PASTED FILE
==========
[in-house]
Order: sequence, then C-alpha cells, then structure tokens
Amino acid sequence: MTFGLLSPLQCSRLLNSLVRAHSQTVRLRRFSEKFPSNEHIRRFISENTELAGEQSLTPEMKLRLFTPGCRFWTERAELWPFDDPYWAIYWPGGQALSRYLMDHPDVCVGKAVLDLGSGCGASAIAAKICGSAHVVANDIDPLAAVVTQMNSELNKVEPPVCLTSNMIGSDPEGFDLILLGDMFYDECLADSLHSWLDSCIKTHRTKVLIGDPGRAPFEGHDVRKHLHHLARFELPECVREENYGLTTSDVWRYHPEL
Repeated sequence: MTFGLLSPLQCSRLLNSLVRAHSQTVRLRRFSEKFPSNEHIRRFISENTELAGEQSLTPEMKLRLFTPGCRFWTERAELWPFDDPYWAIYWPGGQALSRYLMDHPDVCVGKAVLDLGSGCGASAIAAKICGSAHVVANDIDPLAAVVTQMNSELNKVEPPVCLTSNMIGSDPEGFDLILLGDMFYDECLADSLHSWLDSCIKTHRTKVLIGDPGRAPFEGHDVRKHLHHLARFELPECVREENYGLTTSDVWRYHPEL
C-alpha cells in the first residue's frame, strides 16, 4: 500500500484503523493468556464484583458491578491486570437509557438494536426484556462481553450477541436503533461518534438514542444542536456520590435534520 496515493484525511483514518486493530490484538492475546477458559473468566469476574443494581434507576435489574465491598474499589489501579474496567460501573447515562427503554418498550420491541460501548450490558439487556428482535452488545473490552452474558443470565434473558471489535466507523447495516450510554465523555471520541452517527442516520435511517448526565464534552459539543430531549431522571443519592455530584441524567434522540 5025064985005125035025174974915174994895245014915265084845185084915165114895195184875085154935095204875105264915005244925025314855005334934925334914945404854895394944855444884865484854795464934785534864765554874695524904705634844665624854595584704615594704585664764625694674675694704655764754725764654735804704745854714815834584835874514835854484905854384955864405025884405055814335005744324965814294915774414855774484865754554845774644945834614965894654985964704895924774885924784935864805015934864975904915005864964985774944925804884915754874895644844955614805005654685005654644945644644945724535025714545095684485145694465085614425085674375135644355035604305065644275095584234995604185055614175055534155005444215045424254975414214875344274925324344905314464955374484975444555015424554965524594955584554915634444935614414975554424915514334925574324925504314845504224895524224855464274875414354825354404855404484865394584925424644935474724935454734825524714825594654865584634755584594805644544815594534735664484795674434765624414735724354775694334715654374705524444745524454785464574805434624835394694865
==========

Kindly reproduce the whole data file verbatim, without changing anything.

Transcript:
[in-house]
Order: sequence, then C-alpha cells, then structure tokens
Amino acid sequence: MTFGLLSPLQCSRLLNSLVRAHSQTVRLRRFSEKFPSNEHIRRFISENTELAGEQSLTPEMKLRLFTPGCRFWTERAELWPFDDPYWAIYWPGGQALSRYLMDHPDVCVGKAVLDLGSGCGASAIAAKICGSAHVVANDIDPLAAVVTQMNSELNKVEPPVCLTSNMIGSDPEGFDLILLGDMFYDECLADSLHSWLDSCIKTHRTKVLIGDPGRAPFEGHDVRKHLHHLARFELPECVREENYGLTTSDVWRYHPEL
Repeated sequence: MTFGLLSPLQCSRLLNSLVRAHSQTVRLRRFSEKFPSNEHIRRFISENTELAGEQSLTPEMKLRLFTPGCRFWTERAELWPFDDPYWAIYWPGGQALSRYLMDHPDVCVGKAVLDLGSGCGASAIAAKICGSAHVVANDIDPLAAVVTQMNSELNKVEPPVCLTSNMIGSDPEGFDLILLGDMFYDECLADSLHSWLDSCIKTHRTKVLIGDPGRAPFEGHDVRKHLHHLARFELPECVREENYGLTTSDVWRYHPEL
C-alpha cells in the first residue's frame, strides 16, 4: 500500500484503523493468556464484583458491578491486570437509557438494536426484556462481553450477541436503533461518534438514542444542536456520590435534520 496515493484525511483514518486493530490484538492475546477458559473468566469476574443494581434507576435489574465491598474499589489501579474496567460501573447515562427503554418498550420491541460501548450490558439487556428482535452488545473490552452474558443470565434473558471489535466507523447495516450510554465523555471520541452517527442516520435511517448526565464534552459539543430531549431522571443519592455530584441524567434522540 5025064985005125035025174974915174994895245014915265084845185084915165114895195184875085154935095204875105264915005244925025314855005334934925334914945404854895394944855444884865484854795464934785534864765554874695524904705634844665624854595584704615594704585664764625694674675694704655764754725764654735804704745854714815834584835874514835854484905854384955864405025884405055814335005744324965814294915774414855774484865754554845774644945834614965894654985964704895924774885924784935864805015934864975904915005864964985774944925804884915754874895644844955614805005654685005654644945644644945724535025714545095684485145694465085614425085674375135644355035604305065644275095584234995604185055614175055534155005444215045424254975414214875344274925324344905314464955374484975444555015424554965524594955584554915634444935614414975554424915514334925574324925504314845504224895524224855464274875414354825354404855404484865394584925424644935474724935454734825524714825594654865584634755584594805644544815594534735664484795674434765624414735724354775694334715654374705524444745524454785464574805434624835394694865